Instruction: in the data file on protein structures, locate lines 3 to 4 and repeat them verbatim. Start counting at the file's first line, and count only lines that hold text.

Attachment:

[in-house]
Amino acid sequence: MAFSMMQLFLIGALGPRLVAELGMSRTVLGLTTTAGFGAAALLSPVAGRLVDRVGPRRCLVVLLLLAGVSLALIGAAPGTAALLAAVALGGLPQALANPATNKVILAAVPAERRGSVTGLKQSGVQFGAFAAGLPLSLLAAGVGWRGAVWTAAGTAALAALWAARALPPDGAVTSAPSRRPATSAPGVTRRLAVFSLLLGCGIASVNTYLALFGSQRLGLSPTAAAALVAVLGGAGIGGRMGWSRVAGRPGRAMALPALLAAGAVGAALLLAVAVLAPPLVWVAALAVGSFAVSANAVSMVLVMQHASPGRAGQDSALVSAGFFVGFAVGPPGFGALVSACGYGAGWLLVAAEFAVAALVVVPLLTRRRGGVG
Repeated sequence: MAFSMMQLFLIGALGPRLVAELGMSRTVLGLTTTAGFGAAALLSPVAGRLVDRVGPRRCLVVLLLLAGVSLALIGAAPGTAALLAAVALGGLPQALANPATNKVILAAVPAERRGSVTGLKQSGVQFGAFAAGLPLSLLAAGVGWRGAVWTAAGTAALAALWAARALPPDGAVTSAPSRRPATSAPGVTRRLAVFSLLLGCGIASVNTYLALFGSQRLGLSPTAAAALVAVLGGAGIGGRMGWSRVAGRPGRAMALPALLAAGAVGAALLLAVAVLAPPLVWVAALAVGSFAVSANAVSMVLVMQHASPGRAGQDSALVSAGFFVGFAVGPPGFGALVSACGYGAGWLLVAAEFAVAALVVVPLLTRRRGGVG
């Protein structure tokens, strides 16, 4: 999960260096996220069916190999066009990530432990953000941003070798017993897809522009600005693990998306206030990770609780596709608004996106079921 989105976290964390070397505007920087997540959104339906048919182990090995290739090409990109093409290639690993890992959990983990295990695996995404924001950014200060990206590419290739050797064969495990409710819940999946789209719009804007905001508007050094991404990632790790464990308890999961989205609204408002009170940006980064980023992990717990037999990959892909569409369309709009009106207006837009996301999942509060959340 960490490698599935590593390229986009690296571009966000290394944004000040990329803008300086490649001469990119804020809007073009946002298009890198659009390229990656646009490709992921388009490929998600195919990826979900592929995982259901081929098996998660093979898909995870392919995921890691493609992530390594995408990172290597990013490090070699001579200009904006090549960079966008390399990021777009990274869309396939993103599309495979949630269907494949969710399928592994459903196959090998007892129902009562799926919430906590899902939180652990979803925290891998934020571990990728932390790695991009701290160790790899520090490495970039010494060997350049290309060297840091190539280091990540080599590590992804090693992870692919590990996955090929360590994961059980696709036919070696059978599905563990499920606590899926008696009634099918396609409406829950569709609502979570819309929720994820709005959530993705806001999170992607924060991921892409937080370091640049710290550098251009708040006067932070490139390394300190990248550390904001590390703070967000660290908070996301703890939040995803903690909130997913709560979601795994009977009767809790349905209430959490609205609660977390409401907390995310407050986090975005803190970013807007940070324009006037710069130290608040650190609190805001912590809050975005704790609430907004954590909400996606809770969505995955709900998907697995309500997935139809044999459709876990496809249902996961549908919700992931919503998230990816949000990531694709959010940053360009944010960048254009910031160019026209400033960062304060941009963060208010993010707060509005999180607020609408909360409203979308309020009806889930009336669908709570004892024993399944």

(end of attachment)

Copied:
Repeated sequence: MAFSMMQLFLIGALGPRLVAELGMSRTVLGLTTTAGFGAAALLSPVAGRLVDRVGPRRCLVVLLLLAGVSLALIGAAPGTAALLAAVALGGLPQALANPATNKVILAAVPAERRGSVTGLKQSGVQFGAFAAGLPLSLLAAGVGWRGAVWTAAGTAALAALWAARALPPDGAVTSAPSRRPATSAPGVTRRLAVFSLLLGCGIASVNTYLALFGSQRLGLSPTAAAALVAVLGGAGIGGRMGWSRVAGRPGRAMALPALLAAGAVGAALLLAVAVLAPPLVWVAALAVGSFAVSANAVSMVLVMQHASPGRAGQDSALVSAGFFVGFAVGPPGFGALVSACGYGAGWLLVAAEFAVAALVVVPLLTRRRGGVG
């Protein structure tokens, strides 16, 4: 999960260096996220069916190999066009990530432990953000941003070798017993897809522009600005693990998306206030990770609780596709608004996106079921 989105976290964390070397505007920087997540959104339906048919182990090995290739090409990109093409290639690993890992959990983990295990695996995404924001950014200060990206590419290739050797064969495990409710819940999946789209719009804007905001508007050094991404990632790790464990308890999961989205609204408002009170940006980064980023992990717990037999990959892909569409369309709009009106207006837009996301999942509060959340 960490490698599935590593390229986009690296571009966000290394944004000040990329803008300086490649001469990119804020809007073009946002298009890198659009390229990656646009490709992921388009490929998600195919990826979900592929995982259901081929098996998660093979898909995870392919995921890691493609992530390594995408990172290597990013490090070699001579200009904006090549960079966008390399990021777009990274869309396939993103599309495979949630269907494949969710399928592994459903196959090998007892129902009562799926919430906590899902939180652990979803925290891998934020571990990728932390790695991009701290160790790899520090490495970039010494060997350049290309060297840091190539280091990540080599590590992804090693992870692919590990996955090929360590994961059980696709036919070696059978599905563990499920606590899926008696009634099918396609409406829950569709609502979570819309929720994820709005959530993705806001999170992607924060991921892409937080370091640049710290550098251009708040006067932070490139390394300190990248550390904001590390703070967000660290908070996301703890939040995803903690909130997913709560979601795994009977009767809790349905209430959490609205609660977390409401907390995310407050986090975005803190970013807007940070324009006037710069130290608040650190609190805001912590809050975005704790609430907004954590909400996606809770969505995955709900998907697995309500997935139809044999459709876990496809249902996961549908919700992931919503998230990816949000990531694709959010940053360009944010960048254009910031160019026209400033960062304060941009963060208010993010707060509005999180607020609408909360409203979308309020009806889930009336669908709570004892024993399944």